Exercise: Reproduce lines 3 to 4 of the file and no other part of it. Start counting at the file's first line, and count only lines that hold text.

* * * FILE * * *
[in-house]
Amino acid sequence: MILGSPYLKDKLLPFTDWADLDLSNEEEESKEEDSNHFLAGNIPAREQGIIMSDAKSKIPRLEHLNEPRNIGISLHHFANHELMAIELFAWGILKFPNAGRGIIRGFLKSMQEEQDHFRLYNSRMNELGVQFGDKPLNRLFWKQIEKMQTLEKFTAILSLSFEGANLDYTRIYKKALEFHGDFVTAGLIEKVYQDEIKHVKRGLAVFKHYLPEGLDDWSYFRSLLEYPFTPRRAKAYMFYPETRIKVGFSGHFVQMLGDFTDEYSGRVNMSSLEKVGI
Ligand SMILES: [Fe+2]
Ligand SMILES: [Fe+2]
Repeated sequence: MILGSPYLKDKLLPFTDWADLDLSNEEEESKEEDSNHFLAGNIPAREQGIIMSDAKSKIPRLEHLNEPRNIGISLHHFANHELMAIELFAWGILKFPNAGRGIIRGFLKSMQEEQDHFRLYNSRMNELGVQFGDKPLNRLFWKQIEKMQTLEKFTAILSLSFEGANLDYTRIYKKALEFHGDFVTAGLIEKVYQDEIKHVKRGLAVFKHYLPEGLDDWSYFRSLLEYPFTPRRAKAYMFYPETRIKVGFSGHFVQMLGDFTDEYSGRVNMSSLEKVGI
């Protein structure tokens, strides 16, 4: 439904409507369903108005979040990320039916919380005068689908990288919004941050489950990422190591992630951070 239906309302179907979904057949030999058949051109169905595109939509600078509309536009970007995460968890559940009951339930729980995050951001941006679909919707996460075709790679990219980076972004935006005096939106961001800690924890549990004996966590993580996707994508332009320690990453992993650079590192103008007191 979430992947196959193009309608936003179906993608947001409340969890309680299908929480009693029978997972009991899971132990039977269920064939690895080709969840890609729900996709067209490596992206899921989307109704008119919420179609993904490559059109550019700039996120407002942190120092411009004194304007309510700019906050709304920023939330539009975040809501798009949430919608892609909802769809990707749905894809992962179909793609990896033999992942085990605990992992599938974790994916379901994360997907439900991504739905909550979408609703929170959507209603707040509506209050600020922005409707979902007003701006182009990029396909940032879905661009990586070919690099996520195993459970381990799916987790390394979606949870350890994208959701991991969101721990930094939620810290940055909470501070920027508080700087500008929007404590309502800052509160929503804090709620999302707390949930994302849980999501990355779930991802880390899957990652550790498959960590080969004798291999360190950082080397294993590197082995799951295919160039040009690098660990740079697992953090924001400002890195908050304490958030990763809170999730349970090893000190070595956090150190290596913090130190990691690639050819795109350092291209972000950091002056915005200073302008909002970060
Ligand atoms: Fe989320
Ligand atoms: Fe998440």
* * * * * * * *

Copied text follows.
Ligand SMILES: [Fe+2]
Ligand SMILES: [Fe+2]